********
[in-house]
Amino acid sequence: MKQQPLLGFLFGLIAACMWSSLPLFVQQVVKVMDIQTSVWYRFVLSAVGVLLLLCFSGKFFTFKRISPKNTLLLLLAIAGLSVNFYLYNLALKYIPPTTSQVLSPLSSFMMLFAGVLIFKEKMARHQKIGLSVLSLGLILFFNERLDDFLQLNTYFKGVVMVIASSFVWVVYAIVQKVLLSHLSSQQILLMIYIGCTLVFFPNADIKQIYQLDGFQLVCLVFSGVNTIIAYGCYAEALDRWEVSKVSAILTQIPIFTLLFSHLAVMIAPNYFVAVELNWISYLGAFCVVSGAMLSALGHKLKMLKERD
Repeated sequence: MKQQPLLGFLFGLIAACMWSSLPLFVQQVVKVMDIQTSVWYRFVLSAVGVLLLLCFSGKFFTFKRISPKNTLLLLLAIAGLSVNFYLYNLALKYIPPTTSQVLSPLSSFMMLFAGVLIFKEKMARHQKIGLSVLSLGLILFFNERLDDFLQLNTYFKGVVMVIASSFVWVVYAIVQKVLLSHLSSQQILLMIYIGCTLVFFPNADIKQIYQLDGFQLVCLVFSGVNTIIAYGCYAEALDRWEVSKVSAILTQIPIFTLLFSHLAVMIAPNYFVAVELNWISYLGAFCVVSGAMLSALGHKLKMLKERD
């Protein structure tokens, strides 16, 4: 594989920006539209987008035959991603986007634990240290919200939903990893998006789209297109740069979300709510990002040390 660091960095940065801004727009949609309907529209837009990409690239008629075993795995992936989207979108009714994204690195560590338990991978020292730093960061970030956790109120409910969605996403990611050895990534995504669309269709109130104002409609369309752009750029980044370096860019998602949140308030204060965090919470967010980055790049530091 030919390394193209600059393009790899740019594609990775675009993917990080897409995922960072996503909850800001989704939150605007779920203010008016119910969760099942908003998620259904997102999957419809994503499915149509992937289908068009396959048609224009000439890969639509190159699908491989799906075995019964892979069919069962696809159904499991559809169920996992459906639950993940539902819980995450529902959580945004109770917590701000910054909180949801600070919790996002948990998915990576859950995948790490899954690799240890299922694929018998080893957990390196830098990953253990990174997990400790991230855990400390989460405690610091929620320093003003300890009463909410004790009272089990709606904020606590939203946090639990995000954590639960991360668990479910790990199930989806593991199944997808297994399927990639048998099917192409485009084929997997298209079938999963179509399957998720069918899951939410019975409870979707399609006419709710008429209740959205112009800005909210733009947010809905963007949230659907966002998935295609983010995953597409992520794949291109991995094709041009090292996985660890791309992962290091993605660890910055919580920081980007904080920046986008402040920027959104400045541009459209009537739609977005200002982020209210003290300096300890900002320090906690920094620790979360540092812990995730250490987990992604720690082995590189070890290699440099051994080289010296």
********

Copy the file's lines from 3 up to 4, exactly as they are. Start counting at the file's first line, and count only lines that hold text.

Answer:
Repeated sequence: MKQQPLLGFLFGLIAACMWSSLPLFVQQVVKVMDIQTSVWYRFVLSAVGVLLLLCFSGKFFTFKRISPKNTLLLLLAIAGLSVNFYLYNLALKYIPPTTSQVLSPLSSFMMLFAGVLIFKEKMARHQKIGLSVLSLGLILFFNERLDDFLQLNTYFKGVVMVIASSFVWVVYAIVQKVLLSHLSSQQILLMIYIGCTLVFFPNADIKQIYQLDGFQLVCLVFSGVNTIIAYGCYAEALDRWEVSKVSAILTQIPIFTLLFSHLAVMIAPNYFVAVELNWISYLGAFCVVSGAMLSALGHKLKMLKERD
């Protein structure tokens, strides 16, 4: 594989920006539209987008035959991603986007634990240290919200939903990893998006789209297109740069979300709510990002040390 660091960095940065801004727009949609309907529209837009990409690239008629075993795995992936989207979108009714994204690195560590338990991978020292730093960061970030956790109120409910969605996403990611050895990534995504669309269709109130104002409609369309752009750029980044370096860019998602949140308030204060965090919470967010980055790049530091 030919390394193209600059393009790899740019594609990775675009993917990080897409995922960072996503909850800001989704939150605007779920203010008016119910969760099942908003998620259904997102999957419809994503499915149509992937289908068009396959048609224009000439890969639509190159699908491989799906075995019964892979069919069962696809159904499991559809169920996992459906639950993940539902819980995450529902959580945004109770917590701000910054909180949801600070919790996002948990998915990576859950995948790490899954690799240890299922694929018998080893957990390196830098990953253990990174997990400790991230855990400390989460405690610091929620320093003003300890009463909410004790009272089990709606904020606590939203946090639990995000954590639960991360668990479910790990199930989806593991199944997808297994399927990639048998099917192409485009084929997997298209079938999963179509399957998720069918899951939410019975409870979707399609006419709710008429209740959205112009800005909210733009947010809905963007949230659907966002998935295609983010995953597409992520794949291109991995094709041009090292996985660890791309992962290091993605660890910055919580920081980007904080920046986008402040920027959104400045541009459209009537739609977005200002982020209210003290300096300890900002320090906690920094620790979360540092812990995730250490987990992604720690082995590189070890290699440099051994080289010296």